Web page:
Middle-class homes affordable to build, buy and own: That’s the gist of what Boston Mayor Marty Walsh's Housing Innovation Lab is aiming for as the city's population swells toward 700,000.
"Solving the middle income housing challenge is among the biggest challenges we face today," Walsh said in a press release Tuesday. "The Housing Innovation Lab is bringing a new way of thinking about these issues to the city."
Middle income is defined by the city as households earning $50,000 to $125,000, or 60 percent to 150 percent of area median income. Affordable means a household spends no more than 30 percent of its income on housing.
In a speech Tuesday, the mayor announced four pilot programs designed by the Housing Innovation Lab to encourage the construction of smaller, more densely built homes that are affordable to middle-income families.
Density Bonus Policy: This would allow developers to build more densely — to increase a building's footprint relative to the land it sits on -- in exchange for constructing more affordable units. The lab is working with the Boston Redevelopment Authority planning areas in Jamaica Plain/Roxbury and South Boston to carry this out.
Compact Living: The lab wants to team up with architects, developers and contractors for ideas on how to affordably build compact living apartments. This includes a housing innovation competition and a three-month "road show" so people can walk inside compact living units.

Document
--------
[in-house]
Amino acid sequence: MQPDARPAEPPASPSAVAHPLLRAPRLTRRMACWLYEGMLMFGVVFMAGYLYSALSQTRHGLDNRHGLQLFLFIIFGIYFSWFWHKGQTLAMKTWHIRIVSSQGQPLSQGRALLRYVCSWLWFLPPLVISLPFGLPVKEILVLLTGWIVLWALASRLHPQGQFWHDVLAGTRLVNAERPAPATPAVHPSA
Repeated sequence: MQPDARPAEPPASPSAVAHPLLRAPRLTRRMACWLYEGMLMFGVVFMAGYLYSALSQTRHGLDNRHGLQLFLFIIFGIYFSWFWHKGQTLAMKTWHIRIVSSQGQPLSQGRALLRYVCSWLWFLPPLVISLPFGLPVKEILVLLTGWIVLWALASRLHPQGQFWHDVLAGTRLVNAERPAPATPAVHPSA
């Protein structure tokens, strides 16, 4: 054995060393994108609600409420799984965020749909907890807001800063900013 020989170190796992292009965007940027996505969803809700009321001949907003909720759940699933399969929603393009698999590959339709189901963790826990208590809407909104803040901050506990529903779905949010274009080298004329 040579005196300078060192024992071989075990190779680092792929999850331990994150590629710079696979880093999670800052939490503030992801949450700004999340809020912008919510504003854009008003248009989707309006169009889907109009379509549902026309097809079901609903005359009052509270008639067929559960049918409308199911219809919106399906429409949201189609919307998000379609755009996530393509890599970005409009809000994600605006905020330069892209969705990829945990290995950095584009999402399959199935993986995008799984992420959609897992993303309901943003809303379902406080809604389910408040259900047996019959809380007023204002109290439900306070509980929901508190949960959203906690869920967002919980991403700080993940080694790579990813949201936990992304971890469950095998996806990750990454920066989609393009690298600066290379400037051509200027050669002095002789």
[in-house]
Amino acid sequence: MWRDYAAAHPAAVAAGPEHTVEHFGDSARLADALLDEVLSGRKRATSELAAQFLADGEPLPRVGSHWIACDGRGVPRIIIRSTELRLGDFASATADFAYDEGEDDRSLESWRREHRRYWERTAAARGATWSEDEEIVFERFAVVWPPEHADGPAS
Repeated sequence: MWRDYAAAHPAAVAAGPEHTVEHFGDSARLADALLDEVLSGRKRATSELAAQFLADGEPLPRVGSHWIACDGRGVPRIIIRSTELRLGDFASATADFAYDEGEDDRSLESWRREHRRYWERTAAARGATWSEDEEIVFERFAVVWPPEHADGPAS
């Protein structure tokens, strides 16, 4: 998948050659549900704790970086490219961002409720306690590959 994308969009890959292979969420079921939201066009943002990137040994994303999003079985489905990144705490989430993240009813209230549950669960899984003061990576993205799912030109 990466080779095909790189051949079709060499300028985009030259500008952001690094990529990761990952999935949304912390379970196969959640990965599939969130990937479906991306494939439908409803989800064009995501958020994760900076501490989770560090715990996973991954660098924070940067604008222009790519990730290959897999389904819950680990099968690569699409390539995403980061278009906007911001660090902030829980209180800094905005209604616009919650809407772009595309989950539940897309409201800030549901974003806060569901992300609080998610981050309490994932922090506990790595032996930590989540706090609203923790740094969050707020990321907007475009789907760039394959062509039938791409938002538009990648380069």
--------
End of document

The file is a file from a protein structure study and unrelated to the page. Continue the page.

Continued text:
Community Land Trusts: The idea here is to ensure the affordability of housing over the long term. Working with Greater Boston Community Land Trust Network, the lab looks to develop a technical assistance program for the creation of CLTs.
Home Buying Portal: The lab will launch a website where first-time homebuyers can connect with the neighborhoods, houses and loan programs that suit them. A location guide will introduce people to different parts of Boston in order to disperse growth across the city.
The Housing Innovation Lab says the successes or failures of the pilots will determine whether they are appropriate solutions to the housing crunch and should be expanded across the city.
"We’re trying to determine how many potential affordable units could be created through these policies,” said the lab's Marcy Ostberg, who is co-manager of the program.
The lab's Sabrina Dorsainvil said members of the group spent time interviewing residents in Boston neighborhoods to determine what projects to pursue.
"It was really interesting to walk into someone's home and ask them to tell me about the space, and have someone with excitement say, 'This is my think tank... this is where all the magic happens,' " she said.
The Housing Innovation Lab stems from the mayor’s Boston 2030 housing plan released in 2014. Based on population growth projections, the plan calls for the production of 20,000 middle-income units (and 53,000 total units) by 2030.
The city says it's on track to meet the overall goal of the Boston 2030 plan, though starts for middle-income units fell short. According to the third quarter report released in October, the pace of building in the city was 122 percent of what is needed for 53,000 units by 2030. But the production of middle-income units was at 85 percent.
The Housing Innovation Lab is funded by a three-year, $1.35 million Bloomberg Philanthropies innovation grant.
This article was originally published on March 08, 2016.
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